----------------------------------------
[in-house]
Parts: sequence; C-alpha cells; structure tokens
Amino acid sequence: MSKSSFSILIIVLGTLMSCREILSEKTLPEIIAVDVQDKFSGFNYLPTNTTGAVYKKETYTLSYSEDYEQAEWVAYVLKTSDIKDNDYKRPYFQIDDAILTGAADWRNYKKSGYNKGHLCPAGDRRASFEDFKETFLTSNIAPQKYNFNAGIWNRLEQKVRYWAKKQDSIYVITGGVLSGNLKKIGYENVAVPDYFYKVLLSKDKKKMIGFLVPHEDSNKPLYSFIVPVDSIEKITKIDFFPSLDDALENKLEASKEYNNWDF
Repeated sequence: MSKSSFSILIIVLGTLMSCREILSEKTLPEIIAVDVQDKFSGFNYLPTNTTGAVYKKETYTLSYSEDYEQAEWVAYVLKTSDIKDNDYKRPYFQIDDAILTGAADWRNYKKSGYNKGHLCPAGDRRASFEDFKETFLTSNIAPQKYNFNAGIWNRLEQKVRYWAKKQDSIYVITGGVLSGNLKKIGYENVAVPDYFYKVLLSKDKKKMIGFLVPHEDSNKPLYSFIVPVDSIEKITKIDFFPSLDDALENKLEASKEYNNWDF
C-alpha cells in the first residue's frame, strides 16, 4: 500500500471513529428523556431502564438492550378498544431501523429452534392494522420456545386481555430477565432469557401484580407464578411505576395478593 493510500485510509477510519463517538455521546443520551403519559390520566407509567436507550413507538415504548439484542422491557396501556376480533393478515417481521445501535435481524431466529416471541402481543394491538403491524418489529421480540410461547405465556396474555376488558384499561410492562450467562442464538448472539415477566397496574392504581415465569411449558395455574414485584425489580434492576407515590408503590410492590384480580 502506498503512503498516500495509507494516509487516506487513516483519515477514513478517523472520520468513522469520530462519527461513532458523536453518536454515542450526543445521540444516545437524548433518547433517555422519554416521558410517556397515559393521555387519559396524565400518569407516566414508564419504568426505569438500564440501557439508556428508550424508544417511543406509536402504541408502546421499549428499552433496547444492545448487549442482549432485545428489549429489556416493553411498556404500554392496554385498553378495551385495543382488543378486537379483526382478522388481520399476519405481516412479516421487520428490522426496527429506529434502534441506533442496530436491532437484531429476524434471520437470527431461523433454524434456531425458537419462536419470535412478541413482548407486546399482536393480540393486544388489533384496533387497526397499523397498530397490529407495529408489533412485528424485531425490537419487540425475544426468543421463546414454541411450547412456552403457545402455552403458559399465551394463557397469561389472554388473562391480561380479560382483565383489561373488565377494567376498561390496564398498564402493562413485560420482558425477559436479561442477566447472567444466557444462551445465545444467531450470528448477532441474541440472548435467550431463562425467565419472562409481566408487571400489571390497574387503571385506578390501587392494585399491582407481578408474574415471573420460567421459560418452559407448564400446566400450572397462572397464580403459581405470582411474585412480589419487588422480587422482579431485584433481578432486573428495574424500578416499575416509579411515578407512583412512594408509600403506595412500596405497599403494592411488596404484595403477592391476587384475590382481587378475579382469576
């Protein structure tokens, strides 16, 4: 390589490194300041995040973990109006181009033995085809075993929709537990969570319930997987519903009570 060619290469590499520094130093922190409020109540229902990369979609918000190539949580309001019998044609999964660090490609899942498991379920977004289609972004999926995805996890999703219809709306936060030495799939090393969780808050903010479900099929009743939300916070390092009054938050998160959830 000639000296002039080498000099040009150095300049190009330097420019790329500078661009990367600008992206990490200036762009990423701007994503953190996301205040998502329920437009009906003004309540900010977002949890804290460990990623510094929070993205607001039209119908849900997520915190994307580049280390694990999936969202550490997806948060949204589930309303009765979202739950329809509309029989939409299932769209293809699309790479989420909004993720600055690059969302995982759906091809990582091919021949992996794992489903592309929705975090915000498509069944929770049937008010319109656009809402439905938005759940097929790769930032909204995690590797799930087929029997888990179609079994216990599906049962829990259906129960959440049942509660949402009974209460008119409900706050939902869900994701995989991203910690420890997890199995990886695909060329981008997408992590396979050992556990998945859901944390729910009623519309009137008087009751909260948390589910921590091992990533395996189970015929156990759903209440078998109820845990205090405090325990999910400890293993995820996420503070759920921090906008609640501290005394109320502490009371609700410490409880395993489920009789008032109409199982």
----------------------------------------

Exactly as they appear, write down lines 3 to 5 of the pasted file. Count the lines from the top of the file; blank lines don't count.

Amino acid sequence: MSKSSFSILIIVLGTLMSCREILSEKTLPEIIAVDVQDKFSGFNYLPTNTTGAVYKKETYTLSYSEDYEQAEWVAYVLKTSDIKDNDYKRPYFQIDDAILTGAADWRNYKKSGYNKGHLCPAGDRRASFEDFKETFLTSNIAPQKYNFNAGIWNRLEQKVRYWAKKQDSIYVITGGVLSGNLKKIGYENVAVPDYFYKVLLSKDKKKMIGFLVPHEDSNKPLYSFIVPVDSIEKITKIDFFPSLDDALENKLEASKEYNNWDF
Repeated sequence: MSKSSFSILIIVLGTLMSCREILSEKTLPEIIAVDVQDKFSGFNYLPTNTTGAVYKKETYTLSYSEDYEQAEWVAYVLKTSDIKDNDYKRPYFQIDDAILTGAADWRNYKKSGYNKGHLCPAGDRRASFEDFKETFLTSNIAPQKYNFNAGIWNRLEQKVRYWAKKQDSIYVITGGVLSGNLKKIGYENVAVPDYFYKVLLSKDKKKMIGFLVPHEDSNKPLYSFIVPVDSIEKITKIDFFPSLDDALENKLEASKEYNNWDF
C-alpha cells in the first residue's frame, strides 16, 4: 500500500471513529428523556431502564438492550378498544431501523429452534392494522420456545386481555430477565432469557401484580407464578411505576395478593 493510500485510509477510519463517538455521546443520551403519559390520566407509567436507550413507538415504548439484542422491557396501556376480533393478515417481521445501535435481524431466529416471541402481543394491538403491524418489529421480540410461547405465556396474555376488558384499561410492562450467562442464538448472539415477566397496574392504581415465569411449558395455574414485584425489580434492576407515590408503590410492590384480580 502506498503512503498516500495509507494516509487516506487513516483519515477514513478517523472520520468513522469520530462519527461513532458523536453518536454515542450526543445521540444516545437524548433518547433517555422519554416521558410517556397515559393521555387519559396524565400518569407516566414508564419504568426505569438500564440501557439508556428508550424508544417511543406509536402504541408502546421499549428499552433496547444492545448487549442482549432485545428489549429489556416493553411498556404500554392496554385498553378495551385495543382488543378486537379483526382478522388481520399476519405481516412479516421487520428490522426496527429506529434502534441506533442496530436491532437484531429476524434471520437470527431461523433454524434456531425458537419462536419470535412478541413482548407486546399482536393480540393486544388489533384496533387497526397499523397498530397490529407495529408489533412485528424485531425490537419487540425475544426468543421463546414454541411450547412456552403457545402455552403458559399465551394463557397469561389472554388473562391480561380479560382483565383489561373488565377494567376498561390496564398498564402493562413485560420482558425477559436479561442477566447472567444466557444462551445465545444467531450470528448477532441474541440472548435467550431463562425467565419472562409481566408487571400489571390497574387503571385506578390501587392494585399491582407481578408474574415471573420460567421459560418452559407448564400446566400450572397462572397464580403459581405470582411474585412480589419487588422480587422482579431485584433481578432486573428495574424500578416499575416509579411515578407512583412512594408509600403506595412500596405497599403494592411488596404484595403477592391476587384475590382481587378475579382469576